Legislators in some non-expansion states are currently under fire from state hospital associations, and in some cases state governors, to finally expand their Medicaid programs. Will the holdouts cave under the pressure?
As of March 14, there were 19 non-expansion states, according to a Kaiser Family Foundation report. Hospitals in those states are not faring as well as their counterparts in states that have expanded their Medicaid programs.
Medicaid expansion leads to more demand, less charity care
James Giordano, partner and director of population health management and value-based care services at global management consulting firm Kurt Salmon says that following Medicaid expansion, hospitals in expansion states saw an increase in demand and a decrease in the number of uninsured patients. “They received more revenue from Medicaid, had a significant decrease in charity care costs and saw a general increase in operating margin,” he said.
In contrast, Giordano says that “hospitals in non-expansion states saw a much smaller increase in Medicaid volume and margins that were relatively flat, with very little change to self-pay and charity care.”
Rural hospitals at risk for closure
Rural hospitals are taking the biggest hit. North Carolina Health News reports in a study conducted by the University of North Carolina-Chapel Hill, researchers found that in expansion states, the percentage of uncompensated care revenue for rural hospitals is about 8%, whereas in non-expansion states, it’s between 10% and 11%.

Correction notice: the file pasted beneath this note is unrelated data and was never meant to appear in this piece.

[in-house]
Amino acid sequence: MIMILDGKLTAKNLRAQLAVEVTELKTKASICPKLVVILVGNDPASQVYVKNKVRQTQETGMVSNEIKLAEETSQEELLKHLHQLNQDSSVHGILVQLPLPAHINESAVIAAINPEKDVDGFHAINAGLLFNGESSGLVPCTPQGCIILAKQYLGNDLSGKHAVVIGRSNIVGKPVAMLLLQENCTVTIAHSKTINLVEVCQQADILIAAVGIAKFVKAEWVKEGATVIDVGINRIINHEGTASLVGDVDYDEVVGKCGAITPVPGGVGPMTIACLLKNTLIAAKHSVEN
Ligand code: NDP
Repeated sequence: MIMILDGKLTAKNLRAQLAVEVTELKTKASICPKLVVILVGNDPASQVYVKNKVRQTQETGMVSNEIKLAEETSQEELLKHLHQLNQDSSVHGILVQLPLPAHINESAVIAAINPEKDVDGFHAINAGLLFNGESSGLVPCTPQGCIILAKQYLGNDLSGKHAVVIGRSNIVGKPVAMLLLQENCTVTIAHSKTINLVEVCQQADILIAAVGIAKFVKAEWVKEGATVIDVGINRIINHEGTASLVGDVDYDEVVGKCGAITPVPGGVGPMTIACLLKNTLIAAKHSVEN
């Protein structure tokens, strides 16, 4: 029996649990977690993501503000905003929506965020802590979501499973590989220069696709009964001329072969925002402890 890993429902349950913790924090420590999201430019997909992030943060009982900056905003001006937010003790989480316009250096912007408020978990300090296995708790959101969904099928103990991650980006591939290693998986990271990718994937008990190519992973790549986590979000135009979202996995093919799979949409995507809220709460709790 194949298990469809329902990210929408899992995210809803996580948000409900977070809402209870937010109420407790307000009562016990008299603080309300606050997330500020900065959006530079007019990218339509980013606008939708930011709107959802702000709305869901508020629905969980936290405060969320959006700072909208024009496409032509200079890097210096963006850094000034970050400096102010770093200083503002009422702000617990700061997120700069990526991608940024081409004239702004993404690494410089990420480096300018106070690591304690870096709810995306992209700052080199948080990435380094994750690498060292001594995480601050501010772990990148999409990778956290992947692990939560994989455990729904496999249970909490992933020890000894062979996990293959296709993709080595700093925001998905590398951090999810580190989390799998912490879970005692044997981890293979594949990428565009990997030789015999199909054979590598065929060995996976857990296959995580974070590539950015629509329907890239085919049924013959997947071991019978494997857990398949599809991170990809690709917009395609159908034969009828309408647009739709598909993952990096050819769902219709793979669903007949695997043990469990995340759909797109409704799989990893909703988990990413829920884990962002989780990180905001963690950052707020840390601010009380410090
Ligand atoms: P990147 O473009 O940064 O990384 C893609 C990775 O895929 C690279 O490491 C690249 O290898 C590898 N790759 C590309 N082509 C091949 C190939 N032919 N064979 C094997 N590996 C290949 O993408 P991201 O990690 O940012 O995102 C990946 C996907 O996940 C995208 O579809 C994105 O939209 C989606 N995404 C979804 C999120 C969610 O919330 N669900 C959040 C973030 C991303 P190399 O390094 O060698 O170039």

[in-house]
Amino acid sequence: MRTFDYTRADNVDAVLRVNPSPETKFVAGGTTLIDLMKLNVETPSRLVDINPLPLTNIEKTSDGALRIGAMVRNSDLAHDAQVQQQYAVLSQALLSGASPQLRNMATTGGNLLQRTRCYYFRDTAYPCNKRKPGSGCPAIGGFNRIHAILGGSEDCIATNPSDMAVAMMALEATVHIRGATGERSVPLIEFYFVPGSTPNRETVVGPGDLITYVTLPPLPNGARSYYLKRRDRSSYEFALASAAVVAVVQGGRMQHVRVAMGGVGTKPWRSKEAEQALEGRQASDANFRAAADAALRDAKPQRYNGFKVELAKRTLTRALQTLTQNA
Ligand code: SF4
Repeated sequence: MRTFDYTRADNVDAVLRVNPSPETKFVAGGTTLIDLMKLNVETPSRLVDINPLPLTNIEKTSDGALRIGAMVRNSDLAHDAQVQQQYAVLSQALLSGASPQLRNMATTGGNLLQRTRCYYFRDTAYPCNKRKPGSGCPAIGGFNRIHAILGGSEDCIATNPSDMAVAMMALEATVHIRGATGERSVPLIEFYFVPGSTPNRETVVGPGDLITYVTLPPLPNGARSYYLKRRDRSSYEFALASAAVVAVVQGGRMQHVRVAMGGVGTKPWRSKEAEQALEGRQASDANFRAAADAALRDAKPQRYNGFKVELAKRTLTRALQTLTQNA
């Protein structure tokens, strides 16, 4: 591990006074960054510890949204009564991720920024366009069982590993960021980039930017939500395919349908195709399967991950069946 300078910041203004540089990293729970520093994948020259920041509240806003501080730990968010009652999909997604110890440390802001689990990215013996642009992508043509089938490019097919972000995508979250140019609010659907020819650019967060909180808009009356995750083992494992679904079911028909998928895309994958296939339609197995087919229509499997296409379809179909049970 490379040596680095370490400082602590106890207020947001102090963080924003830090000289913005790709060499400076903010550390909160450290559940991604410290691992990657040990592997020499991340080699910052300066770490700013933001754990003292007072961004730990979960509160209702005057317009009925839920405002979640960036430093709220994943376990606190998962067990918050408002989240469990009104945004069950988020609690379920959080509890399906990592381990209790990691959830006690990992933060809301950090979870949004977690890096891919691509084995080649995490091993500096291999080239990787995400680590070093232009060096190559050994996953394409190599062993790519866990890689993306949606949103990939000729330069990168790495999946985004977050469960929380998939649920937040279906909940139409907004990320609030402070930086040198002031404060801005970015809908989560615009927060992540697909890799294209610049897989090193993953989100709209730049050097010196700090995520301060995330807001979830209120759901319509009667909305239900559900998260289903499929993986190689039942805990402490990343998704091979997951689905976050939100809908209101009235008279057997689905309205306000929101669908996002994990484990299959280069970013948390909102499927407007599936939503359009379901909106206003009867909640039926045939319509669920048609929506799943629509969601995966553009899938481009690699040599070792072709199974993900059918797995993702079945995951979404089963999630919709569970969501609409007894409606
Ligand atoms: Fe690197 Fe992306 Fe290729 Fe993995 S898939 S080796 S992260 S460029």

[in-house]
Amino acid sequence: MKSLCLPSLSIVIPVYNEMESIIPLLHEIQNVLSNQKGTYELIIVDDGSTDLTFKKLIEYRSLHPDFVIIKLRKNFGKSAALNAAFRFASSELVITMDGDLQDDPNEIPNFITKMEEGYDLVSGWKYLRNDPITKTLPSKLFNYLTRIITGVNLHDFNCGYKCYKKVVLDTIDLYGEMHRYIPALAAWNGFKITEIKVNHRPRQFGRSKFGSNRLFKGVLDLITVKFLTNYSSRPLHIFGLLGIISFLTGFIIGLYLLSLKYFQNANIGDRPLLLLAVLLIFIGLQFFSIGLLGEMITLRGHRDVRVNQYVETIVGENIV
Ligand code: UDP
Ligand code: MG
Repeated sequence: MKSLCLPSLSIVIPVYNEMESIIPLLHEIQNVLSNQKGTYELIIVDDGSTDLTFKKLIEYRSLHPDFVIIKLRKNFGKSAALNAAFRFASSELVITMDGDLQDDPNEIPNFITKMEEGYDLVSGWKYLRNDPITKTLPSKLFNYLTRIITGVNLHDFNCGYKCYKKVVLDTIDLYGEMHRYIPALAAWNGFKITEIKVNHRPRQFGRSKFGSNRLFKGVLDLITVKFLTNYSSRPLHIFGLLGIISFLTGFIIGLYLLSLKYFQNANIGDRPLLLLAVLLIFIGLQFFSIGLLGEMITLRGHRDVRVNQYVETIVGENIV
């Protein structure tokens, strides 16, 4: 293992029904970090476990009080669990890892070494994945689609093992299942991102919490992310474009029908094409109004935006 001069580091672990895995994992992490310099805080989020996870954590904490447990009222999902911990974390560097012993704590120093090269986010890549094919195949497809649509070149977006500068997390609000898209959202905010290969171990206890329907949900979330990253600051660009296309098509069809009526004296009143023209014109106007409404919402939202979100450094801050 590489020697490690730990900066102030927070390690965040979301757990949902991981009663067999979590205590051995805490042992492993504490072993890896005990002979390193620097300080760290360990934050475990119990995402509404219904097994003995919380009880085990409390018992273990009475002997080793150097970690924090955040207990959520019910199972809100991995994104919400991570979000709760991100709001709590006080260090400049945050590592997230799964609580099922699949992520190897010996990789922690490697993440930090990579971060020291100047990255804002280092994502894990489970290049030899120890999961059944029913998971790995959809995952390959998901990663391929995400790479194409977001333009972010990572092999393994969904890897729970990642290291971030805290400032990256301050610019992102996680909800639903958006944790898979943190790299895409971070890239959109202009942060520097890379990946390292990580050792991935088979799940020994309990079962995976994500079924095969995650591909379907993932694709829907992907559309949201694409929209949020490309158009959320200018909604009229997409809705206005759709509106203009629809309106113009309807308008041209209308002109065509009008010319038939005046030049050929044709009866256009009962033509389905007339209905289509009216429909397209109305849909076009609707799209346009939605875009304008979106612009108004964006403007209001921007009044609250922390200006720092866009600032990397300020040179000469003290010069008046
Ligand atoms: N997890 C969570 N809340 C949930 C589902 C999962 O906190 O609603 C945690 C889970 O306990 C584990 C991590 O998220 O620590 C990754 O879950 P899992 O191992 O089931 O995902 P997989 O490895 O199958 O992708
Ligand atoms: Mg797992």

“There’s no business model that I’m aware of that is sustainable in the long run with that amount of uncompensated work being done,” Jeff Spade, executive vice president of the North Carolina Hospital Association’s NC Center for Rural Health Innovation and Performance, told North Carolina Health News.
The State Health Reform Assistance Network says that as of September 2015, the percentage of rural hospitals at risk for closure in non-expansion states has nearly doubled in comparison to those in expansion states (based on measures of financial strength, quality and outcomes, inpatient/outpatient share and population risk). For FY 2013, the at-risk hospitals reported operating profit margins that were 131% lower and cash flow margins that were 76% lower than the national median.
Hospitals are also facing cutbacks on federal funding
Qualifying hospitals that serve a large number of uninsured and underinsured patients receive Disproportionate Share Hospital (DSH) payments from both Medicare and Medicaid.
In anticipation of more people having healthcare coverage as states expanded their Medicaid programs, DSH payments have been cut under both programs, leaving non-expansion states with an additional source of lost revenue.
Will holdouts finally give in?
In his proposed budget for 2017, President Obama has included 100% federal funding for three years to states that expand Medicaid this year or next year, as an incentive to get more states to expand their programs.
According to USA Today, HHS Secretary Sylvia Burwell said it’s only a matter of time before non-expansion states will give in. It's not a question of if states will expand Medicaid,” she said. It’s "a question of when."
Burwell said there are two main reasons why non-expansion states will eventually get on board: 1) The higher rate of hospital closures in non-expansion states; and 2) the number of working people who still don’t have coverage. "Helping people who are working and playing by the rules is something that is an important concept most people agree on," she said.
She may be right. In a shocking move, Oklahoma is considering expanding Medicaid after years of resisting Obamacare due to a massive $1.3 billion budget deficit. GOP leaders are even considering a tax hike to help cover the state's costs to avoid potential hospital and nursing home closings.